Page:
My cousin is married to a divorce lawyer (she's a sweetheart and he's actually an ok guy) who had a client who owned a couple of thrift stores. They were the fake 'charity' thriftstores. They are only required to donate a small percentage of profits to be considered a charity. Anyway the guy seeking a divorce gave my cousin's husband a $200,000 bonus for getting the divorce through quickly. Not wanting to get into the politics of bloodsucking parasite lawyers or the tragedy of divorce or any of that, but I was shocked that there was so much money made by that guys thrift store's.

Come the revolution, when we actually start thinking instead of just letting other people do the thinking for us, thrift stores will become rarer and smaller because we won't waste our money on lots of crap we neither need nor want, and we will know people who have a need for what we can no longer use. (Young people just starting out need to build up their tools, etc. while the old are divesting themselves of things they no longer use).

A more static culture will help. I believe fashion and style are mainly just advertising gimmicks set up to get people to throw out what they have and buy new stuff. I suspect a sari or sarong from 1500 would have been acceptable wear in 1800.
 
pollinator
Posts: 1516
Location: Denver, CO
38
  • Likes 1
  • Mark post as helpful
  • send pies
  • Quote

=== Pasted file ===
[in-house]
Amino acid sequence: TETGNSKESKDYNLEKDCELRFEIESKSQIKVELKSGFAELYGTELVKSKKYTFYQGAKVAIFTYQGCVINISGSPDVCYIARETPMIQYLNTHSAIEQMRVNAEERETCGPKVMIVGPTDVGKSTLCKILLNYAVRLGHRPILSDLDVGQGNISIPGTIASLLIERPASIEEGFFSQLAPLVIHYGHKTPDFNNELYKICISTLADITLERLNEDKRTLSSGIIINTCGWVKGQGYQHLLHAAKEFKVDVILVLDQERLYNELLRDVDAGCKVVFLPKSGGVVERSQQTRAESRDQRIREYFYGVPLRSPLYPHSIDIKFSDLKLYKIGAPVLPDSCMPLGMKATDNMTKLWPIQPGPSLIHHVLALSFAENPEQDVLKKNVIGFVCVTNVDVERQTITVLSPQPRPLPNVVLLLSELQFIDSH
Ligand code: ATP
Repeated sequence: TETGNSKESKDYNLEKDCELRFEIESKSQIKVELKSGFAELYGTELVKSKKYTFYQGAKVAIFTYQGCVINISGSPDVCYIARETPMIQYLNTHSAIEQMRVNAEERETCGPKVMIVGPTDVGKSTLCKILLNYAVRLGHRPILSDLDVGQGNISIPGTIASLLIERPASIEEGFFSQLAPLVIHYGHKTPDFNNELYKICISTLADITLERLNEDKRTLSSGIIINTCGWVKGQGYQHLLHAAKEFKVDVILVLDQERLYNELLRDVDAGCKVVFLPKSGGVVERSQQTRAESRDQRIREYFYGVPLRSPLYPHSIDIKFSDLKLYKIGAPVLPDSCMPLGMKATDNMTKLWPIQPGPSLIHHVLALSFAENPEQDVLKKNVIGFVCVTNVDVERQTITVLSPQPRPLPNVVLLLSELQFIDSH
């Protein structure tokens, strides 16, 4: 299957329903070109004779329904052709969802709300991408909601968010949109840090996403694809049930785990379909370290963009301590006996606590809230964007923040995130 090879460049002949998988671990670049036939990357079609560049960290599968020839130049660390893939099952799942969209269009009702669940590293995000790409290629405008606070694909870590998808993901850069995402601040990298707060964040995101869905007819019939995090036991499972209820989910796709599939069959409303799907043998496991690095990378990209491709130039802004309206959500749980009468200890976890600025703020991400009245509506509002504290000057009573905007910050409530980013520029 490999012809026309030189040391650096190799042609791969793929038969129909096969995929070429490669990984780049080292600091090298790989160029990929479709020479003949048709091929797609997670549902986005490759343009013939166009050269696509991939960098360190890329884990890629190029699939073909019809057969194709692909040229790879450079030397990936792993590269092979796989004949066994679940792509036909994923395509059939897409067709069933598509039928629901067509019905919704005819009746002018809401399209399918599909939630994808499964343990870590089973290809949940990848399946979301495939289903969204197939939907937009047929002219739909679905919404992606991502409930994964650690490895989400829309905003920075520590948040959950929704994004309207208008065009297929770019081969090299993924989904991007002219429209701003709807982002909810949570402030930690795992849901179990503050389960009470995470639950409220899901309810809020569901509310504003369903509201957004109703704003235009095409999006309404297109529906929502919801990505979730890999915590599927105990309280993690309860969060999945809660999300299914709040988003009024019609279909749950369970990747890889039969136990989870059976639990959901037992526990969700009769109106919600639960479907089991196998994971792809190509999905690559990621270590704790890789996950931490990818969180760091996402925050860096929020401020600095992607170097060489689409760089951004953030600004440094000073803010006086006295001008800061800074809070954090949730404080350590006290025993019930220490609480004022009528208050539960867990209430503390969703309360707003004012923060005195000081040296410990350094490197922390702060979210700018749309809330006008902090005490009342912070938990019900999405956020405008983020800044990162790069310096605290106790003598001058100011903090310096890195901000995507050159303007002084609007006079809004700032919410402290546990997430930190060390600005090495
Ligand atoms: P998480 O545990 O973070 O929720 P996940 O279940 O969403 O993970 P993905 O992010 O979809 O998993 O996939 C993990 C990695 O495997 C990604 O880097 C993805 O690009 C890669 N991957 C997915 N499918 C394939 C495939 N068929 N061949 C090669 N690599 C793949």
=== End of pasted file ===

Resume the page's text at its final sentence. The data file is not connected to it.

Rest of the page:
• Report post to moderator
Well, I'm getting into a salvage nursery. Of course, there are ironies in it. For instance, it used to be that broken concrete just went to the landfill. As the landfills filled up, it got more and more expensive to dump, and people were more then willing to dump it for building urbanite walls; I'm currently building handsome ones. However, now there are concrete recycling plants, and developers still have to pay to dump, but less. Same thing with chipped up tree branches; Fort Logan national cemetery now takes lots of green waste, so some tree trimming crews won't bother to dump me any.

On the other hand, gravel and river rock are expensive and damaging to the environment when they are mined. If I can stop a big excavator from grinding it all into the dirt, and salvage and resell it, the environment is helped, nobody is enabled, and I make a little money. Similarly with perfectly good plants; in fact, it may even encourage peopel to keep useful but spreading plants if somebody is around to take the excess. And if I can cut up firewood and maybe even mill lumber in the end from blow-down urban trees, I will help to protect the woodlands.